i believe that God created mankind in His image, and that each of us reflects a different aspect of His nature and character. I believe that's true of cultures as well, since culture is merely an outward expression of inner convictions and beliefs. Certainly much of culture is man-made and a distortion of the truth, but i believe the heart of God is to redeem all peoples to himself. Revelation talks of a vision of peoples from every nation, tribe and tongue gathering before the throne of God to worship Him. (revelation 7:9). "tongues" or languages are a part of our cultures; tribal and ethnic divisions or distinctions are part of our cultures. these things were ordained by God to give him glory, it's only that mankind has sinned and "fallen short of God's glory".
anyway, perhaps you have a point about God's plan for this kind of redemption being more for on the other side of eternity. i'll have to think about that more and look into it. but how, then, can you explain that "God has placed eternity in the hearts of men" (ecclesiastes i think)? there are heaps of examples in many cultures of God revealing himself to each particular people group in ways that they understand or are culturally relevent to them. check out don richardson's books, "peace child" and "eternity in their hearts", and also Sosene Le'au's book, "called to honor him".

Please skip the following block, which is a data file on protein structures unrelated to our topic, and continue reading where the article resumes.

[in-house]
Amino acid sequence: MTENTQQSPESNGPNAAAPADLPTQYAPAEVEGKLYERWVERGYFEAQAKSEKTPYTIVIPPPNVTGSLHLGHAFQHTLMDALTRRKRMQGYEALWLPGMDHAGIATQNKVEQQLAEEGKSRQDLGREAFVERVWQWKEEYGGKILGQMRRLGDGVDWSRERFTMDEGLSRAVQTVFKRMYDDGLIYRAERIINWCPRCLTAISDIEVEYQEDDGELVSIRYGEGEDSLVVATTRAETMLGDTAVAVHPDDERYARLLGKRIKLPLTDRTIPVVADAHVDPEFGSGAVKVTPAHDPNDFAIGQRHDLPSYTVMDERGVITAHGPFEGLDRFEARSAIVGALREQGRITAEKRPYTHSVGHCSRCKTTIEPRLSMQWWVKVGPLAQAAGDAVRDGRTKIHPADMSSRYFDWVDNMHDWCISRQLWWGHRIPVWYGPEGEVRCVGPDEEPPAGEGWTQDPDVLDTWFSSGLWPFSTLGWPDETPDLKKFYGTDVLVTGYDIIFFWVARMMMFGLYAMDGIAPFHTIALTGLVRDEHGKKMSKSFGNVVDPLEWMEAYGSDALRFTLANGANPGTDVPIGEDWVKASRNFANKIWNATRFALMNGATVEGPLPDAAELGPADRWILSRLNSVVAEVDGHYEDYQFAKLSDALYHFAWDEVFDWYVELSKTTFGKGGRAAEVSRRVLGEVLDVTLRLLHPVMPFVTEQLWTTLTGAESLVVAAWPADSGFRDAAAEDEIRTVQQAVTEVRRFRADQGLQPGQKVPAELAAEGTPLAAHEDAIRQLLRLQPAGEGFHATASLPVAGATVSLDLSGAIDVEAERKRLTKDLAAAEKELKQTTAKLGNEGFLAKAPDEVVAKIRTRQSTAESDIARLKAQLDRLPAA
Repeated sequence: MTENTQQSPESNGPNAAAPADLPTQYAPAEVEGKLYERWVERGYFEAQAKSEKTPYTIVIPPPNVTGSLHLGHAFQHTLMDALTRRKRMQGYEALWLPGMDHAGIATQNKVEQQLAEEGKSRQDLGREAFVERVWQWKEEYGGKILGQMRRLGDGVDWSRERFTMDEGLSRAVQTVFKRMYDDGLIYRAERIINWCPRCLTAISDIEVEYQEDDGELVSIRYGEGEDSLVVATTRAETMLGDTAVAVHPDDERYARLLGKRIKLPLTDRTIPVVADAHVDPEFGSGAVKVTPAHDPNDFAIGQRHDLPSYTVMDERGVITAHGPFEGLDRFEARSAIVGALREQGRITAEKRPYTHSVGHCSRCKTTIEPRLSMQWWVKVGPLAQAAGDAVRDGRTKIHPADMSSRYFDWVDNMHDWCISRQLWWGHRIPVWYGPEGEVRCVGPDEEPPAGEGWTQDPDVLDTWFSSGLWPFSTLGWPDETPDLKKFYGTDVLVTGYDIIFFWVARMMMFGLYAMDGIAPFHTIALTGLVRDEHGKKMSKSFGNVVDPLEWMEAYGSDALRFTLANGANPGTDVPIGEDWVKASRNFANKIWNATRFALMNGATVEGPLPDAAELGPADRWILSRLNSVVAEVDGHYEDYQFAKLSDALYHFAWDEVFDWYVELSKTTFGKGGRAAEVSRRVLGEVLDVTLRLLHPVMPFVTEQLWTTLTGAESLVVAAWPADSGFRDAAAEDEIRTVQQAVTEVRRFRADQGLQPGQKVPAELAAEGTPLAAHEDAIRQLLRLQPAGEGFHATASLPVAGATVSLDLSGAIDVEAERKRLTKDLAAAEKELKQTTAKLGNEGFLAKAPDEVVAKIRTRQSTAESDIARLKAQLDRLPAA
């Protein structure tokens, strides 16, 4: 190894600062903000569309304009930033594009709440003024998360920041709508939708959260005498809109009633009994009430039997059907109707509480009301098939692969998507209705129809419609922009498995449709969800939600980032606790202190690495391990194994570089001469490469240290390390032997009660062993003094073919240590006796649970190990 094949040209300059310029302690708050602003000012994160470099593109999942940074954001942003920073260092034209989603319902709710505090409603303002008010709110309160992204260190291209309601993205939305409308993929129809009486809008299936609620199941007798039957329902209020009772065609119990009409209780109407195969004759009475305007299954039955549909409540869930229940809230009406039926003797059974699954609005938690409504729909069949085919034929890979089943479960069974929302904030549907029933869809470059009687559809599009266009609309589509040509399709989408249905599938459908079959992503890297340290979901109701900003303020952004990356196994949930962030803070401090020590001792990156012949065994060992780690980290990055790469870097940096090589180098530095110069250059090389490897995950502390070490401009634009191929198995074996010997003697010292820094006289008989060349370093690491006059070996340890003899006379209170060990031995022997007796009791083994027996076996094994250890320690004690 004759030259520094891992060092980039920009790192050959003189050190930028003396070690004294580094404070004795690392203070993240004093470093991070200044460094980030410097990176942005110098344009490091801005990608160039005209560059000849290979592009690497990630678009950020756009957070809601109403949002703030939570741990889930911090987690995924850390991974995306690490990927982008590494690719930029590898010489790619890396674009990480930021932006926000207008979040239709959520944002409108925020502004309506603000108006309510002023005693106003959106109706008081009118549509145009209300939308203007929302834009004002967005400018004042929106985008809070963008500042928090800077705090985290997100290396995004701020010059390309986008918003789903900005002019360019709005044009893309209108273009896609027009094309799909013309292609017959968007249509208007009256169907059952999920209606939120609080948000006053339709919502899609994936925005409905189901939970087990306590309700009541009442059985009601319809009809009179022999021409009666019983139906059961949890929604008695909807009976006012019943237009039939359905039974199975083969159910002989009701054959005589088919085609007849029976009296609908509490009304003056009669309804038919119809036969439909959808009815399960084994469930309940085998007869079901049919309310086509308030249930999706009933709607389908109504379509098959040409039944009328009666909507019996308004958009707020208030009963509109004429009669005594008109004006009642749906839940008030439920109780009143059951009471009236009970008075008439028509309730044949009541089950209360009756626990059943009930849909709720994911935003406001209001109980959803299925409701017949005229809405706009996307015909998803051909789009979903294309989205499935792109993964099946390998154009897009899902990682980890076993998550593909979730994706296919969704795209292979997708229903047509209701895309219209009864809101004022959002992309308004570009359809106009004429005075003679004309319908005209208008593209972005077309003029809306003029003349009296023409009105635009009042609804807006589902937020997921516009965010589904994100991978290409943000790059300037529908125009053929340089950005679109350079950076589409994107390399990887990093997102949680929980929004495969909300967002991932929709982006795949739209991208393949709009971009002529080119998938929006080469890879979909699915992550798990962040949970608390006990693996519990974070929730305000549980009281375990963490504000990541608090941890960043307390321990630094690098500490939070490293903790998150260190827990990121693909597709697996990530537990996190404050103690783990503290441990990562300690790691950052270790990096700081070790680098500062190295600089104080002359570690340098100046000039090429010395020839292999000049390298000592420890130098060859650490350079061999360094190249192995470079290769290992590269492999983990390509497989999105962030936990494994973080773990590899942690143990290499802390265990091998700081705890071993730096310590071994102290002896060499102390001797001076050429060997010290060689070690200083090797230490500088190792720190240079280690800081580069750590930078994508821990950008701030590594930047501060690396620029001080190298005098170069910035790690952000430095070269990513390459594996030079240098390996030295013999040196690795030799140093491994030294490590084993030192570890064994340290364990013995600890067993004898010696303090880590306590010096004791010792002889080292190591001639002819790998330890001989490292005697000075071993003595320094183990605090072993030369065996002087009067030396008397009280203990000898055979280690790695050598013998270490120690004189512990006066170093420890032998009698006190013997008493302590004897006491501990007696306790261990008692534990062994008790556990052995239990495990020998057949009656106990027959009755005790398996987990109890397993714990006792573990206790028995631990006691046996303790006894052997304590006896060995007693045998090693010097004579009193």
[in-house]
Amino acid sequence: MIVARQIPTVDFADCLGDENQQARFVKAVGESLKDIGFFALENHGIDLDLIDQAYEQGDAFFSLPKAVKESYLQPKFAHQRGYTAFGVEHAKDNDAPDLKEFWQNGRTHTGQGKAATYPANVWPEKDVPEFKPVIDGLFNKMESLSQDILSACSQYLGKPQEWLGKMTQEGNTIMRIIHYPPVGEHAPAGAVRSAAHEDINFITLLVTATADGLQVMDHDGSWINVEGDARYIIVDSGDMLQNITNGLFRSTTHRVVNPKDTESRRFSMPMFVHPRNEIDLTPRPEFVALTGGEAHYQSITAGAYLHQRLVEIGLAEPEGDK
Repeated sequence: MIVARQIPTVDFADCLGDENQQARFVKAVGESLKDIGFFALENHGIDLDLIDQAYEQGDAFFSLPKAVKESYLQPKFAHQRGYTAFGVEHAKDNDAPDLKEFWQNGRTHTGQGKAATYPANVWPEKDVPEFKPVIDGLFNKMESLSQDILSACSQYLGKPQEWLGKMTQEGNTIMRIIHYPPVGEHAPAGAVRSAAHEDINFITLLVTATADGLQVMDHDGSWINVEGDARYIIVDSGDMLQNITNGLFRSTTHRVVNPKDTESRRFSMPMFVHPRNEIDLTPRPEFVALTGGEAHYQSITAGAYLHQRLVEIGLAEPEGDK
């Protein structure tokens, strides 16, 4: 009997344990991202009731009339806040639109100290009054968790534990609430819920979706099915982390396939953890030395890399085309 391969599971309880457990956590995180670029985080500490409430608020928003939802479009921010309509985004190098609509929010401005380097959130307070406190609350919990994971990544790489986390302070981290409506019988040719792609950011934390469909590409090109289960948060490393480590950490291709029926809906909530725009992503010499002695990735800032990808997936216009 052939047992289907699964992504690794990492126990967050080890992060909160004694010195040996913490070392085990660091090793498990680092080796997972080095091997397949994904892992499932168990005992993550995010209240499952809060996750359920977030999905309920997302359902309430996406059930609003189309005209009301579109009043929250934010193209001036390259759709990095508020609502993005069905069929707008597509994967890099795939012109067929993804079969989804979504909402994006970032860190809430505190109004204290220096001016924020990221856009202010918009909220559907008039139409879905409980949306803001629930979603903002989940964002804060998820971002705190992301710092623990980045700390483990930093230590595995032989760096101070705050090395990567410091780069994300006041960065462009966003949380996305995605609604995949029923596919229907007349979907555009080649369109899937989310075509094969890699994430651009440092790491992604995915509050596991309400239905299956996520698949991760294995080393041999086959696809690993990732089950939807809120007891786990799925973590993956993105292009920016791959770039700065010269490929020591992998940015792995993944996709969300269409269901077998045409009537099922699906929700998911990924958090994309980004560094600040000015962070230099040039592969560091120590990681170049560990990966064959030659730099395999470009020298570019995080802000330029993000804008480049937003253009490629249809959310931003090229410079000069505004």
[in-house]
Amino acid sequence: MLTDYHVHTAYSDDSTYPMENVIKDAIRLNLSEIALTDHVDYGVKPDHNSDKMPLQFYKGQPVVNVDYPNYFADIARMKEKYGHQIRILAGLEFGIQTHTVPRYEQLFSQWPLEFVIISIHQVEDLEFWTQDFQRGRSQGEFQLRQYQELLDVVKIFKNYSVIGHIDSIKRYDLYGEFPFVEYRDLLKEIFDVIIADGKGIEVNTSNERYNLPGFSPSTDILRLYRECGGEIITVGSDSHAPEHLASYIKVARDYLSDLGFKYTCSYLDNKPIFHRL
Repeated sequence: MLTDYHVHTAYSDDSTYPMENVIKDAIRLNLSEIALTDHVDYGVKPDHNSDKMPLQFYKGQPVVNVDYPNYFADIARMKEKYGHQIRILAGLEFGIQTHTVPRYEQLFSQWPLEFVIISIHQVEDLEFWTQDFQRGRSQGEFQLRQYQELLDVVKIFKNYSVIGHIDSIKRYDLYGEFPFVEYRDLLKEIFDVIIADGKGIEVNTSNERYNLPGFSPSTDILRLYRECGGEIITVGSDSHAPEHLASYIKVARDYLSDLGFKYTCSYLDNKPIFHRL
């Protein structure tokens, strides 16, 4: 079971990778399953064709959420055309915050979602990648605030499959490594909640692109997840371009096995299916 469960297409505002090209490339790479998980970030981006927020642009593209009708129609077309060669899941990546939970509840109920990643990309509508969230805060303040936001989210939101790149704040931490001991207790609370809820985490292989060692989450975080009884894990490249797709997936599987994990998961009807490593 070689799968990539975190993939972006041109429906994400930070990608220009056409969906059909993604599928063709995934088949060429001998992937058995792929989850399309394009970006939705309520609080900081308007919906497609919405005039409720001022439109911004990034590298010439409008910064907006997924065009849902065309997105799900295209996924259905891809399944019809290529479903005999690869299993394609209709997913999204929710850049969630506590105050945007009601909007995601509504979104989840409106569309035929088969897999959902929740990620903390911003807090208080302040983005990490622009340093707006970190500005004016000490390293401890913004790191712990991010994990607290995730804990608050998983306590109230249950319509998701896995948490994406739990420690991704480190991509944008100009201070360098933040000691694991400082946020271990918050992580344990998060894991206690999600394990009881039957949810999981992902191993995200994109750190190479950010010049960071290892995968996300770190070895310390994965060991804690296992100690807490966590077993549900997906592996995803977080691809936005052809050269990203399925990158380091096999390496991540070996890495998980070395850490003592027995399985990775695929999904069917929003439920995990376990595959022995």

God bless,
Karen

K. Jimmy said...

ps there's also an excellent book called something like "the discovery of genesis in the chinese alphabet"

Kitty Cheng said...

Hey Karen, I've read Don Richardson's books "Peace Child" and "Eternity in their hearts." Certainly shows that God is into redeeming culture on this side of eternity :)

Kc said...

Sis, I think I fall somewhere in the middle here. I see our responsibility to God is in those things with which we’ve been entrusted. Our homes, our lives, our own manner of work are all in the world but we are not to use it for our own glory, rather to glorify God. Our art, our communication and our culture might consist of things that are identical to those found in the world but we are individually responsible and accountable for how we use them within the world. Those outside of the faith community God will judge but His call is to the individual, not to his culture. The individual is then responsible for transforming his culture by the power of God through faith. The division between sacred and secular will always be apparent because light dispels the darkness but the division is not in the things used, but in the use of the things. If there ceases to be a distinction then it can only be that the darkness has overtaken the light or that Christ has returned and the light has overtaken the darkness.

By my count that is exactly $0.02 cents worth. ;-)

dorsey said...